Shoulder Surgery Fremont NE

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Mark G Mendlik, DDS
(402) 721-5714
1420 E Military Ave
Fremont, NE
Specialties
Orthodontics/Dentofacial Orthopedics

Data Provided By:
Richard F Bergstrom, MD
(402) 721-0090
2740 N Clarkson St Ste 100
Fremont, NE
Specialties
Orthopedics
Gender
Male
Education
Medical School: Univ Of Ia Coll Of Med, Iowa City Ia 52242
Graduation Year: 1967

Data Provided By:
Kenneth R Pitz
(402) 721-0090
2740 N Clarkson Street
Fremont, NE
Specialty
Orthopedic Surgery

Data Provided By:
Christopher Langdon Ihle, MD
(402) 721-0090
2740 N Clarkson St
Fremont, NE
Specialties
Orthopedics
Gender
Male
Education
Medical School: Univ Of Ne Coll Of Med, Omaha Ne 68198
Graduation Year: 1980

Data Provided By:
Garrett Leonard Mendlik, DDS
(402) 721-8079
2129 Phelps Ave
Fremont, NE
Specialties
Orthodontics/Dentofacial Orthopedics

Data Provided By:
Brett William Fischer, MD
(402) 721-0090
2740 N Clarkson St
Fremont, NE
Specialties
Orthopedics
Gender
Male
Education
Medical School: Univ Of Az Coll Of Med, Tucson Az 85724
Graduation Year: 1993

Data Provided By:
Brett W Fischer
(402) 721-0090
2740 N Clarkson Street
Fremont, NE
Specialty
Orthopedic Surgery, Sports Medicine

Data Provided By:
David Craig Buck
(402) 721-0090
2740 N Clarkson St
Fremont, NE
Specialty
Orthopedic Surgery

Data Provided By:
Kenneth Robert Pitz, MD
(402) 721-0090
2740 N Clarkson St
Fremont, NE
Specialties
Orthopedics
Gender
Male
Languages
English
Education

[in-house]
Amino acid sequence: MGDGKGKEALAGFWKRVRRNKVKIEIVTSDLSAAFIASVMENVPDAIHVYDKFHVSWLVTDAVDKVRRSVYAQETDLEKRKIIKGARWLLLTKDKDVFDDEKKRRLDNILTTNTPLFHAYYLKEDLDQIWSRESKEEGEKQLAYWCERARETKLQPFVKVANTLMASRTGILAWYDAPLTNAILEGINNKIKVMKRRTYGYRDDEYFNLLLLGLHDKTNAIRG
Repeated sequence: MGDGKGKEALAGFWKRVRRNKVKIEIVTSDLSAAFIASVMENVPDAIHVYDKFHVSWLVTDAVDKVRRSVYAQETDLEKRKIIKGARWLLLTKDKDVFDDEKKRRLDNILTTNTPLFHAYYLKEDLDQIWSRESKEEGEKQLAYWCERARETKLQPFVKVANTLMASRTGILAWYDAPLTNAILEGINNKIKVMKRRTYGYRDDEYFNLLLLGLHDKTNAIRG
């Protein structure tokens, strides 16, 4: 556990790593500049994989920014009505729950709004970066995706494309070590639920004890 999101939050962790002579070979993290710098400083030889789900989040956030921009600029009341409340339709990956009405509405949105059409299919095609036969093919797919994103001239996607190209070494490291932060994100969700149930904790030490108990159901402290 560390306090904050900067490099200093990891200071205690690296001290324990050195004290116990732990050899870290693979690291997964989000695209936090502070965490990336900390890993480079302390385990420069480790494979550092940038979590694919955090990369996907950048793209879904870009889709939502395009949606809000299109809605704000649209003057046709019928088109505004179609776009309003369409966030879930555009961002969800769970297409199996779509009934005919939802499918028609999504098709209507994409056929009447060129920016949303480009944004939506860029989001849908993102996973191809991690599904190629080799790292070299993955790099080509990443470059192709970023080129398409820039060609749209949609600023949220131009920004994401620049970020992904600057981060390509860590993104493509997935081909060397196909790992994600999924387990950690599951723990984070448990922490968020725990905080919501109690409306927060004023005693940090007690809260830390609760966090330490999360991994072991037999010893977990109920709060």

Medical School: Creighton Univ Sch Of Med, Omaha Ne 68178
Graduation Year: 1982
Hospital
Hospital: Fremont Area Med Ctr, Fremont, Ne; Nebraska Methodist Hospital, Omaha, Ne; Alegent Health Immanuel Med Ct, Omaha, Ne; Alegent Health -Memorial Hosp, Schuyler, Ne; St Francis Memorial Hospital, West Point, Ne
Group Practice: Heartland Orthopae

Data Provided By:
Christopher Langdon Ihle
(402) 721-0090
2740 N Clarkson Street
Fremont, NE
Specialty
Orthopedic Surgery, Sports Medicine

Data Provided By:
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Hottest Techniques in Shoulder Surgery

The ball and socket joint of the shoulder normally moves with ease in all directions. However, the joint can become unstable, moving too far or slipping when it shouldn't. When the shoulder is able to shift too far in more than one direction, it is called multidirectional shoulder instability. When this happens, pain, "popping," and dislocation can occur.

Treatment for shoulder instability is with medications (antiinflammatories), physical therapy to strengthen the muscles, and changes in activities. Surgery may be needed if symptoms keep on after three to six months of regular therapy. The purpose of the surgery is to tighten up the shoulder joint.

This can be done in several different ways. The joint may be opened up so stretched tissue can be pulled tight and held in place. The same result can occur without cutting the joint open. The doctor uses a tool called an arthroscope, a slender instrument inserted into the joint with a TV camera on the end. This allows the surgeon to see inside and tighten the shoulder joint without a large scar and without too much tissue damage from surgery.

A newer method uses arthroscopy and laser to the treat the joint. Laser is a form of light energy that creates heat. This heat can be applied to the joint to shrink and stiffen the tissue. Researchers are reporting the results of laser heat for multidirectional shoulder instability. The amount of heat used and the length of time needed for healing with this treatment are s...

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